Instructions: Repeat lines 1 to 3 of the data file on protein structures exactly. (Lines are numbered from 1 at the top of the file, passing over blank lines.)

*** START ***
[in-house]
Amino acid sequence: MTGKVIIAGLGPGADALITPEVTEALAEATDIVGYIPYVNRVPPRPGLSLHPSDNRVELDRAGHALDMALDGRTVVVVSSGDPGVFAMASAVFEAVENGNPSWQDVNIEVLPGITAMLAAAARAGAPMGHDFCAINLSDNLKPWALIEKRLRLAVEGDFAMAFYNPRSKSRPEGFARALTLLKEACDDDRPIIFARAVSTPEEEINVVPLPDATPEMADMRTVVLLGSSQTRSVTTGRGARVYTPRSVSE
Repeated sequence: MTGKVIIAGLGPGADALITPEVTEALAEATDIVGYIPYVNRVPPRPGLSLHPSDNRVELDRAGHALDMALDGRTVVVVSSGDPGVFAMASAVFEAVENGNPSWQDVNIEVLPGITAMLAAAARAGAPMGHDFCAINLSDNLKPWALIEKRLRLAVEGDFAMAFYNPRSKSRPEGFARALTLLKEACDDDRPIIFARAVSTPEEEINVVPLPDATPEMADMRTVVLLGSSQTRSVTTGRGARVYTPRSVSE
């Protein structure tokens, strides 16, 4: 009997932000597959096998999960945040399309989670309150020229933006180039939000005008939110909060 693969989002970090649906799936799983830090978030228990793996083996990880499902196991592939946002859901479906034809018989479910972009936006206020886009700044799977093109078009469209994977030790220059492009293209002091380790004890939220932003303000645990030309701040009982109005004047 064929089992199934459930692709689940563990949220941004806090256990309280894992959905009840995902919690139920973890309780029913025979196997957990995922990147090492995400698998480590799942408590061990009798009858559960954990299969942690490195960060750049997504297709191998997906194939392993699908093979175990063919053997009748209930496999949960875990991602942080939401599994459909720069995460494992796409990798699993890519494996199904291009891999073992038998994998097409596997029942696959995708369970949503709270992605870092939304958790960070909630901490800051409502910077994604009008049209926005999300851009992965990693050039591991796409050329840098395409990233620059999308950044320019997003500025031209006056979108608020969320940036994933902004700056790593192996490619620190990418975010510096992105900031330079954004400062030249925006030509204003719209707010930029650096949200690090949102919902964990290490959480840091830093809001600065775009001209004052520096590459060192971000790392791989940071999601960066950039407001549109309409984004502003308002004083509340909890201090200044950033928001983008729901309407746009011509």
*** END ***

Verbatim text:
[in-house]
Amino acid sequence: MTGKVIIAGLGPGADALITPEVTEALAEATDIVGYIPYVNRVPPRPGLSLHPSDNRVELDRAGHALDMALDGRTVVVVSSGDPGVFAMASAVFEAVENGNPSWQDVNIEVLPGITAMLAAAARAGAPMGHDFCAINLSDNLKPWALIEKRLRLAVEGDFAMAFYNPRSKSRPEGFARALTLLKEACDDDRPIIFARAVSTPEEEINVVPLPDATPEMADMRTVVLLGSSQTRSVTTGRGARVYTPRSVSE
Repeated sequence: MTGKVIIAGLGPGADALITPEVTEALAEATDIVGYIPYVNRVPPRPGLSLHPSDNRVELDRAGHALDMALDGRTVVVVSSGDPGVFAMASAVFEAVENGNPSWQDVNIEVLPGITAMLAAAARAGAPMGHDFCAINLSDNLKPWALIEKRLRLAVEGDFAMAFYNPRSKSRPEGFARALTLLKEACDDDRPIIFARAVSTPEEEINVVPLPDATPEMADMRTVVLLGSSQTRSVTTGRGARVYTPRSVSE